Angry Punk Rockers In Classic Cars
Recently, I was discussing the intra-apocalypse game with a former player, and he brought up a point. “If the cars were wrecked by an electromagnetic pulse,” he said, “wouldn’t older cars be fine?”
The short answer is, “Yeah, probably” but let’s see if we can unpack it a bit more than that, shall we?
Strictly speaking, the characters can’t be sure there even was an EMP. They saw an immense flash of light to the north, all the lights went out, everybody concluded that game-world Seattle had become a crater. They identified the pink snow the next morning as fallout: the ash from the destruction. Totally reasonable.
After coming to those conclusions, though, they’ve seen hundred-foot tall* tripods. They’re avoiding “zombies”. I’m just saying, things might not necessarily be as they appear.
So I’m not saying it was an EMP… but it was an EMP. 😉
As a layman, it’s hard to pin down the realistic effects of EMPs. Casual research turns up a variety of possibilities. On the one hand, there’s stories about Soviet experiements during the Cold War that talks about burning out components of simple diesel engines. On the other, there’s talk of modern cars being entirely unaffected. Variables abound, but it seems that the most common effect of an EMP on cars would be to cause them to stall and require a re-start, with some needing minor repairs to be put back into working order. Lots of crazy blinking dash lights. GURPS Disasters: Meltdown and Fallout suggests a heavily penalized HT roll, or else the device in question fails until repaired, with repair rolls modified by the type of device and the quality of its surge protection.
Luckily, this isn’t a realistic apocalypse, it’s a cinematic one!
You can tell it’s a cinematic end-of-the-world, because everybody’s so hostile. In a realistic disaster, folks tend to help one another out, as best they can, but there’s a law of nature that says, in a cinematic apocalypse, people have to turn all grumpy and tribalistic. They also display an increased interest in piercings, mohawks, and punk rock fashion of all kinds. Can’t defy a law of nature.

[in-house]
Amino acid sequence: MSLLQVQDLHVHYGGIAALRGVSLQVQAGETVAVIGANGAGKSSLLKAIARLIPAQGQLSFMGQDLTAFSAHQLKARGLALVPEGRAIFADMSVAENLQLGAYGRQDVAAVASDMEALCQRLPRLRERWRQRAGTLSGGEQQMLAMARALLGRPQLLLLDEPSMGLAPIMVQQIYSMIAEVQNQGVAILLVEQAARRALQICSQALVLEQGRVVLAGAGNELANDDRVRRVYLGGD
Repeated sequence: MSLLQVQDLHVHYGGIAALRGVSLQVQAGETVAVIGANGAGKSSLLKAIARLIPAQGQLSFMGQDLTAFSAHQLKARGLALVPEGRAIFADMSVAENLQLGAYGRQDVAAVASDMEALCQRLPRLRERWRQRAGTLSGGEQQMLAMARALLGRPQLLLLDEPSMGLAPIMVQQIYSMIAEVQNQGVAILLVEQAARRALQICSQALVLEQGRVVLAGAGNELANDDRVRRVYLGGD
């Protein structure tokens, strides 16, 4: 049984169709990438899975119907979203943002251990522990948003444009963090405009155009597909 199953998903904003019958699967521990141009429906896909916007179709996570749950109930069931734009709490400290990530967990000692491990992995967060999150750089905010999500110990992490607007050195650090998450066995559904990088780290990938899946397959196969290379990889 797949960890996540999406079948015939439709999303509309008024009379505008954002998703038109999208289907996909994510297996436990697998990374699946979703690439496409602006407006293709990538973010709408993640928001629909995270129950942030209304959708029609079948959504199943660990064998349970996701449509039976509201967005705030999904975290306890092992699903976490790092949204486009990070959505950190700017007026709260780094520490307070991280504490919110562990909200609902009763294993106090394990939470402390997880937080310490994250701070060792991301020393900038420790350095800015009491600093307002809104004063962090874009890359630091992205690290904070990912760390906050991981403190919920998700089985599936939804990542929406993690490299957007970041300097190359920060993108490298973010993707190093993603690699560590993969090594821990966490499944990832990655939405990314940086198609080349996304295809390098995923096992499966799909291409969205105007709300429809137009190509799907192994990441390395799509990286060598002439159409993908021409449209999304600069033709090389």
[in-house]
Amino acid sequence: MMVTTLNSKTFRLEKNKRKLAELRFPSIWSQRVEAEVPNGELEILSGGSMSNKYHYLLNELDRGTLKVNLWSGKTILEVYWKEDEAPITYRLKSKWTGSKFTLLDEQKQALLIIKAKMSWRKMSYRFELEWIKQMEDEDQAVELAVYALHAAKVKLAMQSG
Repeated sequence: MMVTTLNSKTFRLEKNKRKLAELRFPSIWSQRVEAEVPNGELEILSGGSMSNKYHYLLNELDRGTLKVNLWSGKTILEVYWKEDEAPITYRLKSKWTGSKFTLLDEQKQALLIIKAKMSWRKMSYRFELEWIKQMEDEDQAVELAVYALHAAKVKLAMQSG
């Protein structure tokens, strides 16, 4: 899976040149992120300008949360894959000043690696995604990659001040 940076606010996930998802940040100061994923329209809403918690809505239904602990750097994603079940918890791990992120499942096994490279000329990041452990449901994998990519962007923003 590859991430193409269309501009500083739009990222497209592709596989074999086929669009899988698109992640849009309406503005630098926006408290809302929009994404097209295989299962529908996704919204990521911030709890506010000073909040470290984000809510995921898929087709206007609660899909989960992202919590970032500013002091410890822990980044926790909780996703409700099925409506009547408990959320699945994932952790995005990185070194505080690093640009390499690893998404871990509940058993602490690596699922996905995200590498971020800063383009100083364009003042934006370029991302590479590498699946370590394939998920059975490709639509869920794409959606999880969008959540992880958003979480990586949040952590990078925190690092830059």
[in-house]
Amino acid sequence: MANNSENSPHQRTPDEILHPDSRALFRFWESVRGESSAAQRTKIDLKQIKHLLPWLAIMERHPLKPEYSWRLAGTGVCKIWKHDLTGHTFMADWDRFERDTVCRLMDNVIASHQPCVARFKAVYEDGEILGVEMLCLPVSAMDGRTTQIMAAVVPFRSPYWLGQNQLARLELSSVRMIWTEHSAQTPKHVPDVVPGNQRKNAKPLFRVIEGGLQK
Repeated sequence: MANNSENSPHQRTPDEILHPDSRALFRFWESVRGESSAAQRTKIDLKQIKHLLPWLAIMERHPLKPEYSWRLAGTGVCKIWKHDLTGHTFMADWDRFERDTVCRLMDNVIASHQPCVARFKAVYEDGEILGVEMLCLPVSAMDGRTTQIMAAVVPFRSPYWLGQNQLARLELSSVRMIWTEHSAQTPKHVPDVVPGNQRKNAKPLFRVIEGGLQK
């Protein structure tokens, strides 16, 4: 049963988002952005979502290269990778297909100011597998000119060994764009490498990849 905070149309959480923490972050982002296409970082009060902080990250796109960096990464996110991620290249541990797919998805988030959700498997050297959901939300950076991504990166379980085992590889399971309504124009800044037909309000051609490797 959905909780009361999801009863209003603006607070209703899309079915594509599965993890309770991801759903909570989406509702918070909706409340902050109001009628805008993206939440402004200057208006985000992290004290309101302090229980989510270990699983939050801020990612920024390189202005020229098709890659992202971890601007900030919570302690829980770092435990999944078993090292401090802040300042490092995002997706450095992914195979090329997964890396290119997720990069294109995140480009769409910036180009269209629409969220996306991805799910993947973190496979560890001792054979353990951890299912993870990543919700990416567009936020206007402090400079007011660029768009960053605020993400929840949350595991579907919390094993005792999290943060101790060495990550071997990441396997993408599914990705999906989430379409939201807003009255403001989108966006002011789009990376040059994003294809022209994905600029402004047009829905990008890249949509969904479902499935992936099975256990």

So what does a cinematic EMP do to cars?
At the moment of the pulse, all the lights in the car go crazy, because that’s a cool visual, and then everything goes dead all at once. This happens to everyone at the same time, so what happens next depends on the situation. Someone cruising along at a low rate of speed might be able to roll to a safe stop on the side of the street, but 60mph bumper-to-bumper traffic would convert to utter, deadly chaos.
Once the wreckage has slid to a halt, even the otherwise-undamaged cars’ electrical systems will be fried, just like every other piece of electrical equipment that the PCs have encountered. Bob was able to rebuild a generator and get it running again, so it might be possible to do the same for a car. Or, it might not be so easy, since so many cars these days incorporate sensitive electronics. Burnt-out wiring is one thing, microchips are another.
Cinematically speaking, of course cars from before the late 1960’s will still work. True or not, everybody “knows” old cars shouldn’t be affected like these new-fangled computerized contraptions! (Despite those Soviet diesel engines.) Anyway, it’s at least seven times cooler for all the post-apocalypse punk-rock cannibals to be driving ’64 Stingrays and such, than it would be if they were all in Winnebagos and hatchbacks.
* The title character from The Iron Giant is meant to be 50 feet tall, for comparison’s sake.